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While New York State is just one vote away from making marriage equality the real deal, we thought we’d take a look at the equality gay Native American cultures enjoyed prior to, and suffered beacause of, European indoctrination in New York and in the Americas at large. 

Our interest came about because we saw a documentary on PBS last night called “Two Spirits,” which examined the lives of gay people in First American nations and our country’s hostile response to them.

The documentary began with the story of Fred Martinez, a two spirit individual who identified as gay and openly cross dressed, who was murdered. Martinez was 16, a Navajo and a nadleehi, Navajo for a man with feminine characteristics- two spirited. The documentary, made by Lidia Nibley in 2001, led us down a path of history that’s existed only in college text books and not in the imagination of the wider public.

The term two spirit is a recent one, having been invented in the 1990s as a way to collectively identify First People who were gay, bisexual, lesbian or transgendered. It was created as a countermeasure of the French term beradache which was misleading, offensive and based on colonial notions. One of its meanings was prostitute. 

Members of Native American/ First Nation  societies who were gay or two spirited were integrated into whatever society they belonged to. They were not ostracized or shunned by members of that society like how gay folks are today. In fact it wasn’t until the 20s and 30s, after forced removal from families, indoctrination and the stripping of language by throwing together different peoples, like African slavery in the Americas, that two spirited individuals became ostracized.

Above: A same sex Navajo couple in 1866

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Via Fuckyeahqueerindigenous.tumblr.com:

Will Roscoe, an author, scholar and activist based in San Francisco who has written a couple of books about the two-spirit tradition, says, “It was widespread, every part of the continent, every language group—every lifestyle would be represented,” going back hundreds of years. That changed in the 19th century, as the subjugation of tribes throughout North America accelerated. When GLBT Native people began to come forward in the 1970s there had been one or two generations since there had been a two-spirit anything in any tribe,” he explains. “Their parents had forgotten it. The generation that went to the boarding schools—the white schools and missions—had it drummed out of them. The agents suppressed it, the white people ridiculed it, and people stopped cross-dressing because that was the most visible sign. When the Native gay people first came forward, their tribal peers understood only that they were talking about a white thing, and a ‘bad’ thing; they assumed it was a sickness. Because they had been assimilated into white culture, they thought it had nothing to do with their tradition, and there was tremendous hostility. So the tradition was blocked and the memory of it was wiped out.”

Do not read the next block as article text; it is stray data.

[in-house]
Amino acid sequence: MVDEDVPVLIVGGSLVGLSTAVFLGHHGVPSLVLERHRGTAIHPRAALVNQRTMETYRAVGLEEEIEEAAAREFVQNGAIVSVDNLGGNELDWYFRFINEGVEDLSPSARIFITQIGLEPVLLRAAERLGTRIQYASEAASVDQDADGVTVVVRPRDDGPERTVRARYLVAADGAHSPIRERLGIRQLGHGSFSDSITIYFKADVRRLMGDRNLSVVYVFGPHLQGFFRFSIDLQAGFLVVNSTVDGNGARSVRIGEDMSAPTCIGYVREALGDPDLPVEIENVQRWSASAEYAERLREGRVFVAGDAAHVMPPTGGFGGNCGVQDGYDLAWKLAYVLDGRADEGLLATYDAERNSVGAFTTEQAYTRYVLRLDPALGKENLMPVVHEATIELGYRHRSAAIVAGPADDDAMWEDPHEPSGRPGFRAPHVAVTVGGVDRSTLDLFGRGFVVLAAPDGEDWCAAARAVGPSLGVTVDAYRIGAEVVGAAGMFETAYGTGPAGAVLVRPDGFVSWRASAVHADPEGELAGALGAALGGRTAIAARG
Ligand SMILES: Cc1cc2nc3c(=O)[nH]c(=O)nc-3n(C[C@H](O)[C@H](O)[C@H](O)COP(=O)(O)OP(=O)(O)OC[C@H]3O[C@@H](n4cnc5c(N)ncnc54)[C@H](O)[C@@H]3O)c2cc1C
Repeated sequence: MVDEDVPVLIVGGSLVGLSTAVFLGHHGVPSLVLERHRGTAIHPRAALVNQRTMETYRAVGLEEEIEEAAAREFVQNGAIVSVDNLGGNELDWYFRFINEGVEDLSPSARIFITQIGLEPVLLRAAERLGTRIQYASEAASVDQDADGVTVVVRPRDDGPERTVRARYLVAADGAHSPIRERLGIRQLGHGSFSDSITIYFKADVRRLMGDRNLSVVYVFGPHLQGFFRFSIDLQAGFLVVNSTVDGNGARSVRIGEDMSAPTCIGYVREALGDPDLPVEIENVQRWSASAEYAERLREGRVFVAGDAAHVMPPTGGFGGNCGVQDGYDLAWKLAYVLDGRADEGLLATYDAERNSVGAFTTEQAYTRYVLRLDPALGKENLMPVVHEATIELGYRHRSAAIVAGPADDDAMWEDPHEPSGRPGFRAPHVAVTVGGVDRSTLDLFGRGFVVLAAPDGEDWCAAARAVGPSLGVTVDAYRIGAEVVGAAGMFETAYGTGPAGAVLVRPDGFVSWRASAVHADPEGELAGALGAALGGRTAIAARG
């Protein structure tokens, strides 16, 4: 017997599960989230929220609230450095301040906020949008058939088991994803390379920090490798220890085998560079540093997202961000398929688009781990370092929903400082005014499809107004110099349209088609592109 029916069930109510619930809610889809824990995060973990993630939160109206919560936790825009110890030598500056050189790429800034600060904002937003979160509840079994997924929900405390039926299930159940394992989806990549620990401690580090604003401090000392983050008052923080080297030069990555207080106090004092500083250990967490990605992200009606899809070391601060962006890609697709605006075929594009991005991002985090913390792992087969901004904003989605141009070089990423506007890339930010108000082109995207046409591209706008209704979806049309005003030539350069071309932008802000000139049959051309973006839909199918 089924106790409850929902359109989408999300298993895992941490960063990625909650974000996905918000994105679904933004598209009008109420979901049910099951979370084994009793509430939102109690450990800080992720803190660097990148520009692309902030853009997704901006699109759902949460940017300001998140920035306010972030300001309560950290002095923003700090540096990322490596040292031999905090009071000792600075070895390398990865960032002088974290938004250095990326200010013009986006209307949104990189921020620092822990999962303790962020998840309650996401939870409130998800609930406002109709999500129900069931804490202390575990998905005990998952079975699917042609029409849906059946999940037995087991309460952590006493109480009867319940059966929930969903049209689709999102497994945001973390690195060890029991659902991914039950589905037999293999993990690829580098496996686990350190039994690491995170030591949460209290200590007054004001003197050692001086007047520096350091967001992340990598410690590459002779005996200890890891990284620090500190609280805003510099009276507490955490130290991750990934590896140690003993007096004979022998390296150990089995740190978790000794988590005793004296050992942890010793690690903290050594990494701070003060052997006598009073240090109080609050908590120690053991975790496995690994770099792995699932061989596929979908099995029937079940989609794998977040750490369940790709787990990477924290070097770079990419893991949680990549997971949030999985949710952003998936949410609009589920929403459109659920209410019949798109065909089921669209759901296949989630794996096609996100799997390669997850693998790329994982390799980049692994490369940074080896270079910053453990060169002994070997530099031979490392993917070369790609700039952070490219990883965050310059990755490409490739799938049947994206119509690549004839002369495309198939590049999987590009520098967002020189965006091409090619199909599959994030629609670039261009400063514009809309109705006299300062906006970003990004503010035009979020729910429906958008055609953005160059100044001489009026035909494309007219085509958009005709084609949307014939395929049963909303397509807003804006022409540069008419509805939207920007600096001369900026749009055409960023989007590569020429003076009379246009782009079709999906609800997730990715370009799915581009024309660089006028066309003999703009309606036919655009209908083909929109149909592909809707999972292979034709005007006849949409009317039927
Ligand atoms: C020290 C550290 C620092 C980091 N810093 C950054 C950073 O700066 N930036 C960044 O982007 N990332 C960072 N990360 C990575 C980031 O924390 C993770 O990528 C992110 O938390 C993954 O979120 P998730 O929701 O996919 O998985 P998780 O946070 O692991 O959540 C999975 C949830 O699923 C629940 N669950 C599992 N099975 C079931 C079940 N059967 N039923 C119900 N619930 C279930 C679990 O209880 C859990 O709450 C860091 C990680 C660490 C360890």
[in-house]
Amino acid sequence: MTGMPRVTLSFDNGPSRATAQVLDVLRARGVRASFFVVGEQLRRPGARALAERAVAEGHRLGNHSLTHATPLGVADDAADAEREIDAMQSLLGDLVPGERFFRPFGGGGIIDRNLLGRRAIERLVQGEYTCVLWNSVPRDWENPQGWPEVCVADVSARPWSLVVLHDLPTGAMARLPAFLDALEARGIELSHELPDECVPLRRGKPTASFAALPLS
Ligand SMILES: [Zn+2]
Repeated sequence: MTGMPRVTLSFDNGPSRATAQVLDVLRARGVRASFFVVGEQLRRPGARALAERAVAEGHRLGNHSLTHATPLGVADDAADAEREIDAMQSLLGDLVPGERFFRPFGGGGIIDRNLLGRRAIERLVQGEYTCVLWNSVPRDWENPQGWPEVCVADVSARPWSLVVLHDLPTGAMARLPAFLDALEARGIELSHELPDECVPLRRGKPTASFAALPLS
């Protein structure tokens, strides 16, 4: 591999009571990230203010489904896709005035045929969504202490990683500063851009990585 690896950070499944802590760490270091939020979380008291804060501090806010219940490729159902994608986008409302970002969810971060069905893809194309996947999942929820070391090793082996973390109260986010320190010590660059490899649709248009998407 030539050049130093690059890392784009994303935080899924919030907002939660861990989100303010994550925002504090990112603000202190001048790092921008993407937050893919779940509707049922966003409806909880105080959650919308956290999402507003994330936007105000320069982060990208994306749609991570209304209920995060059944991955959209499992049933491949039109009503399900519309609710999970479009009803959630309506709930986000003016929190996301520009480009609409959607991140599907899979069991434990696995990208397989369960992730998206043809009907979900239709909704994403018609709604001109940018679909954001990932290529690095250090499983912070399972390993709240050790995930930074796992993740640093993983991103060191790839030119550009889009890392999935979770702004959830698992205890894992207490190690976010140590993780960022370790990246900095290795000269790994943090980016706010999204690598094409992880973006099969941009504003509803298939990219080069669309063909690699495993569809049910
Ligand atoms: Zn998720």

The origins of two spirit people, people who look like one gender but internally is another, or perform both gender roles attributed to males and females, have been around for generations and were revered by all, sometimes seen as shamans or messengers associated with the Creator. Some were even married, therefore making marriage equality in the Americas something centuries or generations old.  

After the break, images of two spirit people from the previous centuries.

Above: The most celebrated and renkown two spirit person was We-Wa, a Zuni who was an ambassador of sorts who dealt with Washington.

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“Dance To The Berdache” by Catlin. Drawn while on the Great Plains, among the Sac and Fox Indians, the sketch depicts a ceremonial dance to celebrate the two-spirit person.

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Two spirit Crow members, 1928.

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